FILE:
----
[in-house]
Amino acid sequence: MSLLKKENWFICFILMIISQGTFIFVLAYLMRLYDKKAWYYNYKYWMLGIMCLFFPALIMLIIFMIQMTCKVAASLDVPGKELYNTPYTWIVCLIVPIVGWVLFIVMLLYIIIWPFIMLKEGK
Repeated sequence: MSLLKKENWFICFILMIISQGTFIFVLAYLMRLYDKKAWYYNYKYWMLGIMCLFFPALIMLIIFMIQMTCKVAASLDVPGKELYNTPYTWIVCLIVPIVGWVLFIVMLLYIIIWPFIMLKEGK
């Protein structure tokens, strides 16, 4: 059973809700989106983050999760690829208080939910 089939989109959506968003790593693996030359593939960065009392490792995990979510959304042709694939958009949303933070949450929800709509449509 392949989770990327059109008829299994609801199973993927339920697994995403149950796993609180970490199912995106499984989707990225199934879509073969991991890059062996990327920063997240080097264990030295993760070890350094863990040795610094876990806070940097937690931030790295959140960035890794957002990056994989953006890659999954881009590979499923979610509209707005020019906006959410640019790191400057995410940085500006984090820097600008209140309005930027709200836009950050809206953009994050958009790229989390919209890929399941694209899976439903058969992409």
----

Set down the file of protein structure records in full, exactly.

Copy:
[in-house]
Amino acid sequence: MSLLKKENWFICFILMIISQGTFIFVLAYLMRLYDKKAWYYNYKYWMLGIMCLFFPALIMLIIFMIQMTCKVAASLDVPGKELYNTPYTWIVCLIVPIVGWVLFIVMLLYIIIWPFIMLKEGK
Repeated sequence: MSLLKKENWFICFILMIISQGTFIFVLAYLMRLYDKKAWYYNYKYWMLGIMCLFFPALIMLIIFMIQMTCKVAASLDVPGKELYNTPYTWIVCLIVPIVGWVLFIVMLLYIIIWPFIMLKEGK
């Protein structure tokens, strides 16, 4: 059973809700989106983050999760690829208080939910 089939989109959506968003790593693996030359593939960065009392490792995990979510959304042709694939958009949303933070949450929800709509449509 392949989770990327059109008829299994609801199973993927339920697994995403149950796993609180970490199912995106499984989707990225199934879509073969991991890059062996990327920063997240080097264990030295993760070890350094863990040795610094876990806070940097937690931030790295959140960035890794957002990056994989953006890659999954881009590979499923979610509209707005020019906006959410640019790191400057995410940085500006984090820097600008209140309005930027709200836009950050809206953009994050958009790229989390919209890929399941694209899976439903058969992409």